It’s got nothing to do with the content of your video – explicit consent is a must.

Explicit definitions

Obtaining your customers’ and suppliers’ consent to collect, store, and use their information is an important part of your GDPR compliance procedures. But, the way you obtain that information, and how you communicate with your customers and suppliers around why you need particular sets of information, is just as important. To clear up any confusion, obtaining the consent of your customers, suppliers, and data subjects are not as simple as asking a yes/no question. Rather, obtaining explicit consent is a far more complex procedure, but one that must be followed. Explicit consent is required when your business needs to obtain special category data for its data subjects. This could include medical records or other specified types of information. 

Explicit consent is not only given

Before we continue, don’t forget that – in terms of proving your company’s GDPR compliance, you won’t just have to ensure you’ve obtained explicit consent, you’ll need to be able to prove you obtained it in the right way too. To that end, the process of obtaining explicit consent must be:

  • Transparent and specific: When you’re obtaining explicit consent, you need to tell your customers and suppliers, upfront, what you intend to do with their information, how it will be stored, used, and processed.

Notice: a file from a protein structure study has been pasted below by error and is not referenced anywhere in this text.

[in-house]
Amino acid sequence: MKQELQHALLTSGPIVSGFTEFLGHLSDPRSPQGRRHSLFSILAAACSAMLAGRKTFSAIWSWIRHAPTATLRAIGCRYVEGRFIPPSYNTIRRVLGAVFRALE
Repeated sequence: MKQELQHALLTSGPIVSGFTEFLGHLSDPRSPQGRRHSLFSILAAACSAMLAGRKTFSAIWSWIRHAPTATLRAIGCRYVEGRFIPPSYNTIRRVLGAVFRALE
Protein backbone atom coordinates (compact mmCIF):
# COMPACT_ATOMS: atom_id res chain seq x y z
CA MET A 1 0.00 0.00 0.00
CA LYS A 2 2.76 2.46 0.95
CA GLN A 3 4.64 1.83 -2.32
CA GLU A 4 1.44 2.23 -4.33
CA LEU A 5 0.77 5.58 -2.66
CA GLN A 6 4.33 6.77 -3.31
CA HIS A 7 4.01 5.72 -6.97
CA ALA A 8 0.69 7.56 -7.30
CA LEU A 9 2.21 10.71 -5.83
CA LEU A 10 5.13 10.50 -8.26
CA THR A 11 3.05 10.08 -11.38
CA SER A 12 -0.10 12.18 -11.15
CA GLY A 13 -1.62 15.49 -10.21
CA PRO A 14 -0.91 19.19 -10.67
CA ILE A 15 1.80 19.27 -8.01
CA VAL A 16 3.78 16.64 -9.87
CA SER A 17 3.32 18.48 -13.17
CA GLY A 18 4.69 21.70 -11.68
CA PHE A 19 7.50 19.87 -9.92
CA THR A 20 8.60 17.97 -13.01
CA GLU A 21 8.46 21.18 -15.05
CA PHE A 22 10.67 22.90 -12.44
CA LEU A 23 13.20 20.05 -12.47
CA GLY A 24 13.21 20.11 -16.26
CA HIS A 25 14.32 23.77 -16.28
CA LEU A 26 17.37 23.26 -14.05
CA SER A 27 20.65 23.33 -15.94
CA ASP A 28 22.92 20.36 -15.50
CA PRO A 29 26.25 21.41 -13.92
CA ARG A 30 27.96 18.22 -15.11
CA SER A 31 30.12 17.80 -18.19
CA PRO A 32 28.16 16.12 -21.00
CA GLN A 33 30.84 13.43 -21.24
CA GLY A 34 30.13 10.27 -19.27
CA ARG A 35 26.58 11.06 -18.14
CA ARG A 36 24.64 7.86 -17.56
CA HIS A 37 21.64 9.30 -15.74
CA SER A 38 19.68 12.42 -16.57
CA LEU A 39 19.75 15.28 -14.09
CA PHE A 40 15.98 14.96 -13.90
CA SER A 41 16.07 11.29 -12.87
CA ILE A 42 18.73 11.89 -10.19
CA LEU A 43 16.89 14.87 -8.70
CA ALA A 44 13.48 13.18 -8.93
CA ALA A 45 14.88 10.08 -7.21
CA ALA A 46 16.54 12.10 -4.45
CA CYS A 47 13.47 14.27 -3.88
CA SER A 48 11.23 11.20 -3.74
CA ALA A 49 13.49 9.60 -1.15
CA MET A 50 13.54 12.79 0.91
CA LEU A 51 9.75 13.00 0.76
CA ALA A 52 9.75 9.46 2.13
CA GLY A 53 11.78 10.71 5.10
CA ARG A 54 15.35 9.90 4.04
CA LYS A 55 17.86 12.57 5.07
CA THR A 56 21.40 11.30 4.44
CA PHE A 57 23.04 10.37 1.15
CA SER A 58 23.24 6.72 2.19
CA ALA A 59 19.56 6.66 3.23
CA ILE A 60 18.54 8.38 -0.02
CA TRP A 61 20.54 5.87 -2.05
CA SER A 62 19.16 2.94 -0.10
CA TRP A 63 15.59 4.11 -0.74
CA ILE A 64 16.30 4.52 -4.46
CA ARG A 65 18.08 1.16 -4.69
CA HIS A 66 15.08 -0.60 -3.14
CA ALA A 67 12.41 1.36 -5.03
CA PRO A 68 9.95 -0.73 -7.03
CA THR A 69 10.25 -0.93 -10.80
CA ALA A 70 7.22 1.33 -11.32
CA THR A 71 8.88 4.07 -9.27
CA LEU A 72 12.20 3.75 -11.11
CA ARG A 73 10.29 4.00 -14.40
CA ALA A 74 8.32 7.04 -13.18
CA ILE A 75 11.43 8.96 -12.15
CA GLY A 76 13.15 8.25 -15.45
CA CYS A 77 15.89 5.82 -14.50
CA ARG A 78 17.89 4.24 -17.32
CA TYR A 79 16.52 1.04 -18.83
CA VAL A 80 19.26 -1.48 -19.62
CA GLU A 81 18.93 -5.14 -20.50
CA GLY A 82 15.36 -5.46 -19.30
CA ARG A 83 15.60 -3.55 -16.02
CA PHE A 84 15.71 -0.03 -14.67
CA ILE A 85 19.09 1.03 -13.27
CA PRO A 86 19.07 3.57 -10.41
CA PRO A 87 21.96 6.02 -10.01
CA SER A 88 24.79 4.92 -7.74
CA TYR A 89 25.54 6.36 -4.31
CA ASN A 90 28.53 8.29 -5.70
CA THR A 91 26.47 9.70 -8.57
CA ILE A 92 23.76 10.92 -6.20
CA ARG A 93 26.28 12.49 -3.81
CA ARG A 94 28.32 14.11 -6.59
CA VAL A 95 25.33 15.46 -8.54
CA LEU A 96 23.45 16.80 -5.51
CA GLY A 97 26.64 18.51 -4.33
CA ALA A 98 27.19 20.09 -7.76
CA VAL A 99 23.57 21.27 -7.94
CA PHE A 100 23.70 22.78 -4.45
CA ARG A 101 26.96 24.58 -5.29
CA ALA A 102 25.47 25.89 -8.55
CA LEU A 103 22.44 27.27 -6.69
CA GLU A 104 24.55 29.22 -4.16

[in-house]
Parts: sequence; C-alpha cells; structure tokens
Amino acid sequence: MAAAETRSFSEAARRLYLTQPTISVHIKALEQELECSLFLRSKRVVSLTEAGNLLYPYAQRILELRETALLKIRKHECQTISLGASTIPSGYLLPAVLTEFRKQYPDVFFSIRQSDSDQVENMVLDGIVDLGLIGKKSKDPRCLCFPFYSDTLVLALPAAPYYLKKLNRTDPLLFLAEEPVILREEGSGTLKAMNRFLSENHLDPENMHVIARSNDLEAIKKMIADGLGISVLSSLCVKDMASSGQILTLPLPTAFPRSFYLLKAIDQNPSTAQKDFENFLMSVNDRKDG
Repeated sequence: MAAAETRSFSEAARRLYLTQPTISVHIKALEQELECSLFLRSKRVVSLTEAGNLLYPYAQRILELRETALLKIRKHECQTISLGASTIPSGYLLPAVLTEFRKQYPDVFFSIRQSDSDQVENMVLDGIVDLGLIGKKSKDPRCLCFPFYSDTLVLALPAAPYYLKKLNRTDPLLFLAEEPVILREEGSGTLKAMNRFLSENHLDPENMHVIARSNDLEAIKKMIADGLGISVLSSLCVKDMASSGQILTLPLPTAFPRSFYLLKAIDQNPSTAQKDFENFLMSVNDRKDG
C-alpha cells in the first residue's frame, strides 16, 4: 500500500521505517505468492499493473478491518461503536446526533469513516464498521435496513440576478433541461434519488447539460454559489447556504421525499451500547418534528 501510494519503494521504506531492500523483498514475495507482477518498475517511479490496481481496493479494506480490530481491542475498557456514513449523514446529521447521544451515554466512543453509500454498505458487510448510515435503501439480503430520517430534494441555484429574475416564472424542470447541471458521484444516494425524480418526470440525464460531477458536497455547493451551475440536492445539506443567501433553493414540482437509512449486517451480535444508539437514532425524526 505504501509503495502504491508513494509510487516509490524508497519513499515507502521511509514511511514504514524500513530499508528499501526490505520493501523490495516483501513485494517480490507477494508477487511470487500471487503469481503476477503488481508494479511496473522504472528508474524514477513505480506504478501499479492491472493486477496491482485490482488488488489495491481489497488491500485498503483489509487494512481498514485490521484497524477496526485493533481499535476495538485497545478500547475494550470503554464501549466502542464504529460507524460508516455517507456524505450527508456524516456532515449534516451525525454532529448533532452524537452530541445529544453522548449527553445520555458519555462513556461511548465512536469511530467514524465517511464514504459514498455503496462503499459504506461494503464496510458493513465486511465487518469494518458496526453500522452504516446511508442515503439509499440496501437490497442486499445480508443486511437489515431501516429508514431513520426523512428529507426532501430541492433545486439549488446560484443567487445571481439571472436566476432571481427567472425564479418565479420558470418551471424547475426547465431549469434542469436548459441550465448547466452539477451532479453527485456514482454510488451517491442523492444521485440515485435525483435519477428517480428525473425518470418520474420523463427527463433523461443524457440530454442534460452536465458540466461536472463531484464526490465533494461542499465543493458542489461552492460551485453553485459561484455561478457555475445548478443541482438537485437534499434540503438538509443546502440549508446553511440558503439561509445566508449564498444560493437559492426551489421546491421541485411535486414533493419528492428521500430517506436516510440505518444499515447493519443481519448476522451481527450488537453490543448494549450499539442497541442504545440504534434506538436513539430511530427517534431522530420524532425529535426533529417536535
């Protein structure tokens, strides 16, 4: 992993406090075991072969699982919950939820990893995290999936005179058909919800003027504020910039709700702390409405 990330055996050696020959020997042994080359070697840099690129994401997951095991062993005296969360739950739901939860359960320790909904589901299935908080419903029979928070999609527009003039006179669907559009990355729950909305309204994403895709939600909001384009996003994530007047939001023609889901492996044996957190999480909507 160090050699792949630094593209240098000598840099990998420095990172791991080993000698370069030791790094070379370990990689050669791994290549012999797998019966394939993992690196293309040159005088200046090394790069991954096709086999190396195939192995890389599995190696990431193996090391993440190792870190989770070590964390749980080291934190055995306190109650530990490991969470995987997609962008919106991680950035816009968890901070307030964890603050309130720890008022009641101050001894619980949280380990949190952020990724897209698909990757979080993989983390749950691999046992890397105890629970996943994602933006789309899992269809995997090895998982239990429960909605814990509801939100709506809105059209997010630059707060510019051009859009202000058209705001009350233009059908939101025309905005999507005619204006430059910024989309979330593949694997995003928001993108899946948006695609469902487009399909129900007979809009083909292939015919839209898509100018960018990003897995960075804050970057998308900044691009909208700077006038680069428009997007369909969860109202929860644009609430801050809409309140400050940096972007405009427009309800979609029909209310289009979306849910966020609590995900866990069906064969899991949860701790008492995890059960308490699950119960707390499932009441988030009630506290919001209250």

• Fair: When you’re obtaining consent, you’ll need to ensure that the process is fair to the individual. People, or data subjects, cannot be forced to give their consent.
  • Easy to understand: Ditch the jargon! Convert your documentation to plain language, so you and your data subjects can be absolutely certain on the terms and conditions relating to your use, storage, and processing of their information. 

The GDPR expanded definition

The process of obtaining explicit consent is, as we said, not as simple as a tick box. The expanded definition includes: 

“Any freely given, specific, informed and unambiguous indication of the data subject’s wishes by which he or she, by a statement or by a clear affirmative action, signifies agreement to the processing of personal data relating to him or her”.

There is much to unpack when it comes to explicit consent. For example, while an insurance company may need a blood sample for a customer’s application, they are not permitted to merely keep it for an extended period of time, without their customer’s knowledge. Moreover, what the insurance company does with the results of that blood test, and how the blood sample is analysed, cannot be a hidden process for the customer. In terms of GDPR, your business must be entirely transparent with its customers and suppliers, every step of the way. Without this level of clear communication and transparent process, the standard for explicit consent would not be met. 

Consent can’t be simplified

It’s been common practice for websites and other online data collection tools, to simply pre-populate forms with the most common or preferred response, using tick boxes or similar mechanisms. This may seem like a simple way to ensure explicit consent, but under GDPR regulations, it’s absolutely inapplicable. Pre-populating tick boxes or text boxes with information cannot be used in your data collection procedures, even if it seems simpler to do so.